A romantic interest shouldn’t just be a cookie cutter person. They must be able to stand on their own, as a complete character. Their entire world cannot revolve around another person. Whether the love interest is a main character or a side character, at the end of the day, readers want complex, relatable characters.

The Big Bad Conflict

No romance is perfect. Every couple has their struggles. With an internal or external battle, conflict is needed so things aren’t so lovey-dovey. Maybe one is afraid of commitment? Or are outside forces (society, race, war etc.) are straining their bond? Give the couple obstacles that they can (or cannot) overcome together.

Try tying the their conflict to the overall plot line, that way, the relationship won’t seem forced or out of place. Set the stakes high to ensure the problem is meaningful enough to the characters. Like a problem bigger than leaving the toilet seat up.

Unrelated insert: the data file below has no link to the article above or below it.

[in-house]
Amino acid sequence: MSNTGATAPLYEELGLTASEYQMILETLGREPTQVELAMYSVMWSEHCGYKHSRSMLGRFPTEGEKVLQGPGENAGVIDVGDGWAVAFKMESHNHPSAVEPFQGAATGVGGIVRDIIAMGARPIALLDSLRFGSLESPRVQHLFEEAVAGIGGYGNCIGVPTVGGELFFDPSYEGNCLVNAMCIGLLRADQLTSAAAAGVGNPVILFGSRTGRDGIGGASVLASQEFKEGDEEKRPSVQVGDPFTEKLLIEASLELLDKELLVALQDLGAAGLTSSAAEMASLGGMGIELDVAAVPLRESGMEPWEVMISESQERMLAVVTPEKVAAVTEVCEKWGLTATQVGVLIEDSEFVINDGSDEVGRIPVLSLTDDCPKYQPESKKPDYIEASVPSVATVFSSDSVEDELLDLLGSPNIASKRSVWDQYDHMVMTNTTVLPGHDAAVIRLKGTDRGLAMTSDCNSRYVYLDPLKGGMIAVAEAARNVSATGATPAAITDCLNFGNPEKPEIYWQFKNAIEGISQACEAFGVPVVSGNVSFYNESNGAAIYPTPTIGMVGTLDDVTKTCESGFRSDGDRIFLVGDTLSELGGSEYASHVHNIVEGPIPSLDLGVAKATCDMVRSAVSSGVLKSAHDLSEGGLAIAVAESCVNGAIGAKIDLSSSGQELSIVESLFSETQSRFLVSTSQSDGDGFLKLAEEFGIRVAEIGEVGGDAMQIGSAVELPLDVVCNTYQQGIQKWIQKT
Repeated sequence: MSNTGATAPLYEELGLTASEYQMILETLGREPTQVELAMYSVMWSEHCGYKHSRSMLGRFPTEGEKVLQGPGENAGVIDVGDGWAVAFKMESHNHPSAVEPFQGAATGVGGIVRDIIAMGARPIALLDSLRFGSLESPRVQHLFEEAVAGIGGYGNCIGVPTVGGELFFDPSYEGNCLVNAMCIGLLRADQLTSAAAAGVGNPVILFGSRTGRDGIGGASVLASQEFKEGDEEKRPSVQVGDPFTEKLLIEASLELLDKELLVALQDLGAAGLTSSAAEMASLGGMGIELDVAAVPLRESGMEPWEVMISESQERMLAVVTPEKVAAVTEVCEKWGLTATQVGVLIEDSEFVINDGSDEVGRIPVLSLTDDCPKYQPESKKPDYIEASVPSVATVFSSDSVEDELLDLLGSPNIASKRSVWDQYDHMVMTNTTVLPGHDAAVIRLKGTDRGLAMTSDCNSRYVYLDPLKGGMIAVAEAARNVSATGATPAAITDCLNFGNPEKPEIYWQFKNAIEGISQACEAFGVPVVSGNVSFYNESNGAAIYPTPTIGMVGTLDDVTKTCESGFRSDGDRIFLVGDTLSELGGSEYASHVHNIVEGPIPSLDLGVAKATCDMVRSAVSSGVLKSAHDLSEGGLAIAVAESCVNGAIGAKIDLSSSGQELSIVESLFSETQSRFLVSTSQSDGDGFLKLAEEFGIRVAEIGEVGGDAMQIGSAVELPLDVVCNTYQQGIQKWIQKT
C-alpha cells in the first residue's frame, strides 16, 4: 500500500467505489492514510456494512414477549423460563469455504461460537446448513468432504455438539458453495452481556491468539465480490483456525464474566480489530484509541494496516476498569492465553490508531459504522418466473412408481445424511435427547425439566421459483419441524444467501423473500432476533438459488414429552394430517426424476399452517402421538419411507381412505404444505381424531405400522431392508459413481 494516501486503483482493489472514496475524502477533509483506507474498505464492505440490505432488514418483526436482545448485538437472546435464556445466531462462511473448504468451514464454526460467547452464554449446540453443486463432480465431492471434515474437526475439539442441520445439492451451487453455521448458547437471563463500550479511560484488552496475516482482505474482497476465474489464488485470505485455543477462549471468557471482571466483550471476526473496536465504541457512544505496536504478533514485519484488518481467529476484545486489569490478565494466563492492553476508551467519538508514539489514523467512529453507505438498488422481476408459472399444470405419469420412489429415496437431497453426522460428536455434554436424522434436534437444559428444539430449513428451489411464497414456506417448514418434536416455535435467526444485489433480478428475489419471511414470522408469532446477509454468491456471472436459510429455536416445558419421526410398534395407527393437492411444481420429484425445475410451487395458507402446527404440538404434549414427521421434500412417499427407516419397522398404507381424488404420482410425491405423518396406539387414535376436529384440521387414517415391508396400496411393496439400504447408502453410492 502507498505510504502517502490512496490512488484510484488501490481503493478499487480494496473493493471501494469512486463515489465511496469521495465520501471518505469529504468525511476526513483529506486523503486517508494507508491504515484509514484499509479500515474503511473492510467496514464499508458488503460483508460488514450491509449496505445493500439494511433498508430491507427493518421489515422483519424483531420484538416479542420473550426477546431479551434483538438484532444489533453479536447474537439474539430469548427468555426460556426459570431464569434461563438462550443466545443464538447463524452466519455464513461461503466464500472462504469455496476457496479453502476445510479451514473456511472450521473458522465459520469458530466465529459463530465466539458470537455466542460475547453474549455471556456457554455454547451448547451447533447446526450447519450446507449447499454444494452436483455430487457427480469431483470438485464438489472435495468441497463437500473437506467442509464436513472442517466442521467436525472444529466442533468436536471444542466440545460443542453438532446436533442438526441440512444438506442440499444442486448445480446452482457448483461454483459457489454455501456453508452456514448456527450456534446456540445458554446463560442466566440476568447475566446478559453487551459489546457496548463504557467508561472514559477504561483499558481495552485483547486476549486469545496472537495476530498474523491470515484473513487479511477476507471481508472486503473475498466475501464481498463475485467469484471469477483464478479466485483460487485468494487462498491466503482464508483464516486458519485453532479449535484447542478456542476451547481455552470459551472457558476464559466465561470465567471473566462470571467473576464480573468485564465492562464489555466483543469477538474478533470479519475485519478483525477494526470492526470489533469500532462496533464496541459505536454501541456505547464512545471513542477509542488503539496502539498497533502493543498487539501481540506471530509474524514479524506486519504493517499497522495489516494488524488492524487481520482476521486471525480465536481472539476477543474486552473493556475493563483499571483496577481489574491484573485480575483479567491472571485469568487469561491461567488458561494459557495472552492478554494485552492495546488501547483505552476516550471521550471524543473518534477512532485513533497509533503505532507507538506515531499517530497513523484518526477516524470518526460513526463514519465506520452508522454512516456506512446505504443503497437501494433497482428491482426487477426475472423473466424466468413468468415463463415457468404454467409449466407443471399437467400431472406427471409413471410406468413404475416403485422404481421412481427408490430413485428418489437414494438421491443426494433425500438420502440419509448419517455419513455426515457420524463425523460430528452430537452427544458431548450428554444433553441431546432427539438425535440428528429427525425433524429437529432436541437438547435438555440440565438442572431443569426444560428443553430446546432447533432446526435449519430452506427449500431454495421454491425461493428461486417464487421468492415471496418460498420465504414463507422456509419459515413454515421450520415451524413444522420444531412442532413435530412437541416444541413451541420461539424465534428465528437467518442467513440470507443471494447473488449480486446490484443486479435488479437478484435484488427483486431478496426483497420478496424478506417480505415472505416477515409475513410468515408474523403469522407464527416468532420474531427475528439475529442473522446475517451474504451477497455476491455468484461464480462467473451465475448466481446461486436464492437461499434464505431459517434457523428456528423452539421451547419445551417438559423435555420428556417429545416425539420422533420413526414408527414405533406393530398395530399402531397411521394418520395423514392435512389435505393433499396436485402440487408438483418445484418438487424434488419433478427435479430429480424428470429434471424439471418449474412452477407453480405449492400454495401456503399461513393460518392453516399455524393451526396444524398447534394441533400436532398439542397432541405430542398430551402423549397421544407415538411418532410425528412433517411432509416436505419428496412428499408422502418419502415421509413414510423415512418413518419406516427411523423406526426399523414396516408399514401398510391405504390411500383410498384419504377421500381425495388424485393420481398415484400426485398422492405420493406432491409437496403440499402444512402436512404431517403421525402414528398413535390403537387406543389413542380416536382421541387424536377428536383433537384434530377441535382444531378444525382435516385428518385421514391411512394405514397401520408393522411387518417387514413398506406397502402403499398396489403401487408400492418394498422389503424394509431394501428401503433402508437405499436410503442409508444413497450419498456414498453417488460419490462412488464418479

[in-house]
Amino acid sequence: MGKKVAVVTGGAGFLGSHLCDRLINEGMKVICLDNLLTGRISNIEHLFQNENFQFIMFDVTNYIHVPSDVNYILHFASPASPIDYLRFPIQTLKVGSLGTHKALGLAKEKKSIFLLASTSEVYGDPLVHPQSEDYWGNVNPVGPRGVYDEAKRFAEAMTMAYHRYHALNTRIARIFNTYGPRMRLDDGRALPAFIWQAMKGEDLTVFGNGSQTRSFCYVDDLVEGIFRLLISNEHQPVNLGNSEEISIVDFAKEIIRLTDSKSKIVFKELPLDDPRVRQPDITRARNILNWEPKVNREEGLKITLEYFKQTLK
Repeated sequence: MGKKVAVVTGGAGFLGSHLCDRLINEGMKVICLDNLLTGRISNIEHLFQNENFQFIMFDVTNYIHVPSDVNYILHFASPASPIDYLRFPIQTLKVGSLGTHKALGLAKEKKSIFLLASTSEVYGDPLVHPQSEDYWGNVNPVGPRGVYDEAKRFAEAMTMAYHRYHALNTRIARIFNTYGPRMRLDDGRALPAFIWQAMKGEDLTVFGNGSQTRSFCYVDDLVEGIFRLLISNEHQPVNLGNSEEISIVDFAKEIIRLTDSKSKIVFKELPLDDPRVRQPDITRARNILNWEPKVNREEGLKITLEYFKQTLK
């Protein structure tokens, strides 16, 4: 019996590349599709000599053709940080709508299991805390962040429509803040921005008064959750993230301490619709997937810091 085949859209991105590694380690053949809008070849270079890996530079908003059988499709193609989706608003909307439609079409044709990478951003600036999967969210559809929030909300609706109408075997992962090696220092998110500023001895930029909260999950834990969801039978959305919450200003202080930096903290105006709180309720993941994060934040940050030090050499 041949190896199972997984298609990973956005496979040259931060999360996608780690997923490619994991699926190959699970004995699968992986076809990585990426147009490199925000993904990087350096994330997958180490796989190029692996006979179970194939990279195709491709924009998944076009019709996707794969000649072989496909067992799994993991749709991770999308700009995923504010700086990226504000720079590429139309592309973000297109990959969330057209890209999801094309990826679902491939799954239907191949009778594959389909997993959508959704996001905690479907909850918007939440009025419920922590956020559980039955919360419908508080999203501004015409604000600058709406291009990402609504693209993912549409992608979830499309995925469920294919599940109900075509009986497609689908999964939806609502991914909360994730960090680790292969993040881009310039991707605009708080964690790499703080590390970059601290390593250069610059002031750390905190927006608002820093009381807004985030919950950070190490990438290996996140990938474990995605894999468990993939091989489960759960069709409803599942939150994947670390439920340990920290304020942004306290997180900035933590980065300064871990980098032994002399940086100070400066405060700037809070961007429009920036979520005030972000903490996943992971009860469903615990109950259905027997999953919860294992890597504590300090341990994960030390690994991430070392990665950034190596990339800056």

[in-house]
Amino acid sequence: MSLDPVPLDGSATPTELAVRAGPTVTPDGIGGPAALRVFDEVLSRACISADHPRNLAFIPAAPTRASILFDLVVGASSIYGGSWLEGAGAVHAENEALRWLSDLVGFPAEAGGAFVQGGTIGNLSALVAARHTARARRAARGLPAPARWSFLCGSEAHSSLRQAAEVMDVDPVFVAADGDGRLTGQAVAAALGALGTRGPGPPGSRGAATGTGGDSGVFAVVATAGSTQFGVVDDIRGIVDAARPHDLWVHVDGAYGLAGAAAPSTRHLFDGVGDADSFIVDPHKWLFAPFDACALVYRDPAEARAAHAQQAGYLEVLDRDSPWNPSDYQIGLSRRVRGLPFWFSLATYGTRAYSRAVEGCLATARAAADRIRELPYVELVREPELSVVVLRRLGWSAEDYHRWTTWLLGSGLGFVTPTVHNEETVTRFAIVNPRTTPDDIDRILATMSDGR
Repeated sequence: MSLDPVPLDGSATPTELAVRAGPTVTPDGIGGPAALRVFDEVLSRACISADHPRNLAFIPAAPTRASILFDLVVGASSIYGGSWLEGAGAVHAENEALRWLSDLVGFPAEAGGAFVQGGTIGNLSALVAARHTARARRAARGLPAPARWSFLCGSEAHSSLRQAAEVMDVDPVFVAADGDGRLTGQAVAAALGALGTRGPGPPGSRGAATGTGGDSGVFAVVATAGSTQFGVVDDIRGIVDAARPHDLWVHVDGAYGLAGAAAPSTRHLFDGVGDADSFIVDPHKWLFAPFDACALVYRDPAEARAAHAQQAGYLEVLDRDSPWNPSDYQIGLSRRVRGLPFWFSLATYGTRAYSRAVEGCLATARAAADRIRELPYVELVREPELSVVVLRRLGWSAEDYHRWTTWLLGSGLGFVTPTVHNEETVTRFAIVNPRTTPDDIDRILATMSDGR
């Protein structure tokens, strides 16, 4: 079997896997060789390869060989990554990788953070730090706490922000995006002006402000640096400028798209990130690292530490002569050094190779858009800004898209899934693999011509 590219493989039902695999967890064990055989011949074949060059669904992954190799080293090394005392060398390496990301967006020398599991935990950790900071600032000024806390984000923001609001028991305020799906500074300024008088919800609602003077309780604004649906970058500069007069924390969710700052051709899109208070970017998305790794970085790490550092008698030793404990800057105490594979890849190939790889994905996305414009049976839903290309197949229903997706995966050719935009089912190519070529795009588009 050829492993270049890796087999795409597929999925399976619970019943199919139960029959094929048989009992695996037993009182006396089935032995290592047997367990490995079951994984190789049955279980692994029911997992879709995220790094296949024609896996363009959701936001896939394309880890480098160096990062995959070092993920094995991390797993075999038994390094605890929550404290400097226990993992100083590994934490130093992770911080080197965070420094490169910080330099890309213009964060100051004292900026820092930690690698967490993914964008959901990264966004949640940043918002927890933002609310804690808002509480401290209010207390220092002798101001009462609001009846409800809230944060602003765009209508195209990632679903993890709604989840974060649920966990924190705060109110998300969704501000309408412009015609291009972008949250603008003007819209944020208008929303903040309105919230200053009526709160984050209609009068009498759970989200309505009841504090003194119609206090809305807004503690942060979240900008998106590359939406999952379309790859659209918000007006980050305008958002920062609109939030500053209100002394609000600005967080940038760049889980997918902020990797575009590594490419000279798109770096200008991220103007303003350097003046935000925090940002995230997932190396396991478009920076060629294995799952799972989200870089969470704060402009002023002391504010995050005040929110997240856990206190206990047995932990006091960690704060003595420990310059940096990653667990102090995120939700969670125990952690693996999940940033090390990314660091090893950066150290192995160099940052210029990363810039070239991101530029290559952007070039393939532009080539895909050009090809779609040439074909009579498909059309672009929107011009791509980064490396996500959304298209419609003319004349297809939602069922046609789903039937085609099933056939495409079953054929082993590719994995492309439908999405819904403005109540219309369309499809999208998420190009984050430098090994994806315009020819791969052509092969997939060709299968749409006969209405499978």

Bottom line, love isn’t always rainbows and butterflies, and that’s a good thing. Embrace those imperfections and write a real romance.


How do you guys write love interests? Any tips? Talk to me in the comments. And Happy Valentine’s day everybody!

Write with Heart,

Lady Jabberwocky

Become a Patron! // Writing Services // Follow Me on Twitter

Bianca and the Mysterious Happenings (Mystery Short Story)

“You suffered a serious loss this summer, Bianca. The school faculty was concerned, even the principal wanted me to check up on you.” Let me assure you, I did not have time to have a conversation with the school’s psychiatrist. Sitting amongst a sea of throw pillows in a cramped office, I adjusted my Edgar Allen Poe patterned socks. On his desk, a wooden crane dipped up and down, moving on its own accord.

“Oh I’m fine.” Reassuring others that I was fine seemed to become a common occurrence nowadays. Students treated me like I was some tragic mess, fragile and ready to crumple at any moment. Hardly. There’s more to my story than that.

“It appears so.” The therapist shuffled his paperwork. My life condensed in a manilla folder. “Excelling in all of your classes. Writing for the school newspaper. Volunteering in the school play.”